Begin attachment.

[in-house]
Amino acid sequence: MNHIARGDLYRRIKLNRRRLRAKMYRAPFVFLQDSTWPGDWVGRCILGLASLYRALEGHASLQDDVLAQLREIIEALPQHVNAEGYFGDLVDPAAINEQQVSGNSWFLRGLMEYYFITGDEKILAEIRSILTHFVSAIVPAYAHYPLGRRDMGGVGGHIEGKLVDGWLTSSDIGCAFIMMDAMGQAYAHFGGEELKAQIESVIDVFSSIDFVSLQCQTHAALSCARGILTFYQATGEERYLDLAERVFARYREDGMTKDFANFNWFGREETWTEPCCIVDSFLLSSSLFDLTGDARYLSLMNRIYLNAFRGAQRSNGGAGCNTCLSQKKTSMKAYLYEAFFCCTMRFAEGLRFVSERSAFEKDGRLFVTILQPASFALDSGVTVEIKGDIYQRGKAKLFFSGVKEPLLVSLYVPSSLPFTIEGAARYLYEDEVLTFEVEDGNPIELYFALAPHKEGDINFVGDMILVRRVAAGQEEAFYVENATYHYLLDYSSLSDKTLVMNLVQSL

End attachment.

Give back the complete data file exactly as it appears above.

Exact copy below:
[in-house]
Amino acid sequence: MNHIARGDLYRRIKLNRRRLRAKMYRAPFVFLQDSTWPGDWVGRCILGLASLYRALEGHASLQDDVLAQLREIIEALPQHVNAEGYFGDLVDPAAINEQQVSGNSWFLRGLMEYYFITGDEKILAEIRSILTHFVSAIVPAYAHYPLGRRDMGGVGGHIEGKLVDGWLTSSDIGCAFIMMDAMGQAYAHFGGEELKAQIESVIDVFSSIDFVSLQCQTHAALSCARGILTFYQATGEERYLDLAERVFARYREDGMTKDFANFNWFGREETWTEPCCIVDSFLLSSSLFDLTGDARYLSLMNRIYLNAFRGAQRSNGGAGCNTCLSQKKTSMKAYLYEAFFCCTMRFAEGLRFVSERSAFEKDGRLFVTILQPASFALDSGVTVEIKGDIYQRGKAKLFFSGVKEPLLVSLYVPSSLPFTIEGAARYLYEDEVLTFEVEDGNPIELYFALAPHKEGDINFVGDMILVRRVAAGQEEAFYVENATYHYLLDYSSLSDKTLVMNLVQSL